sameSite: 'strict',
    domain: '',
  // clear the `cookie`

  return response

Static methods

The following static methods are available on the NextResponse class directly:

  • redirect() - Returns a NextResponse with a redirect set
  • rewrite() - Returns a NextResponse with a rewrite set
  • next() - Returns a NextResponse that will continue the middleware chain
  • json() - A convenience method to create a response that encodes the provided JSON data
import { NextResponse } from 'next/server'
import type { NextRequest } from 'next/server'

export function middleware(req: NextRequest) {
  // if the request is coming from New York, redirect to the home page
  if ( === 'New York') {
    return NextResponse.redirect('/home')
    // if the request is coming from London, rewrite to a special page
  } else if ( === 'London') {
    return NextResponse.rewrite('/not-home')

  return NextResponse.json({ message: 'Hello World!' })

All methods above return a NextResponse object that only takes effect if it's returned in the middleware function.

NextResponse is fully typed and can be imported from next/server.

import { NextResponse } from 'next/server'

Setting the cookie before a redirect

In order to set the cookie before a redirect, you can create an instance of NextResponse, then access the cookie method on the instance, before returning the response.

Note that there is a Chrome bug which means the entire redirect chain must be from the same origin, if they are from different origins, then the cookie might be missing until a refresh.

import { NextResponse } from 'next/server'
import type { NextRequest } from 'next/server'

export function middleware(req: NextRequest) {
  const res = NextResponse.redirect('/') // creates an actual instance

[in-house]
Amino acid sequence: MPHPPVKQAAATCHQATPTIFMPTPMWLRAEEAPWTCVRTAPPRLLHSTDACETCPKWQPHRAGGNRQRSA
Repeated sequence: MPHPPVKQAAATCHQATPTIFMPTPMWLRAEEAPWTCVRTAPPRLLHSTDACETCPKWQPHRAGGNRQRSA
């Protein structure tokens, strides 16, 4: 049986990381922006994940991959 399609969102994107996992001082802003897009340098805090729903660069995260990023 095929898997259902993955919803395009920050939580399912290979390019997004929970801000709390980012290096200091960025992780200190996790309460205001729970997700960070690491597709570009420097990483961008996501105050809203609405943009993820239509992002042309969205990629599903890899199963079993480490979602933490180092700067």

res.cookie('hello', 'world') // can be called on an instance
  return res

Why does redirect use 307 and 308?

When using redirect() you may notice that the status codes used are 307 for a temporary redirect, and 308 for a permanent redirect. While traditionally a 302 was used for a temporary redirect, and a 301 for a permanent redirect, many browsers changed the request method of the redirect, from a POST to GET request when using a 302, regardless of the origins request method.

Taking the following example of a redirect from /users to /people, if you make a POST request to /users to create a new user, and are conforming to a 302 temporary redirect, the request method will be changed from a POST to a GET request. This doesn't make sense, as to create a new user, you should be making a POST request to /people, and not a GET request.

The introduction of the 307 status code means that the request method is preserved as POST.

  • 302 - Temporary redirect, will change the request method from POST to GET
  • 307 - Temporary redirect, will preserve the request method as POST

The redirect() method uses a 307 by default, instead of a 302 temporary redirect, meaning your requests will always be preserved as POST requests.

How do I access Environment Variables?

process.env can be used to access Environment Variables from Middleware. These are evaluated at build time, so only environment variables actually used will be included.

Any variables in process.env must be accessed directly, and cannot be destructured:

// Accessed directly, and not destructured works. process.env.NODE_ENV is `"development"` or `"production"`
// This will not work
const { NODE_ENV } = process.env
// NODE_ENV is `undefined`
// process.env is `{}`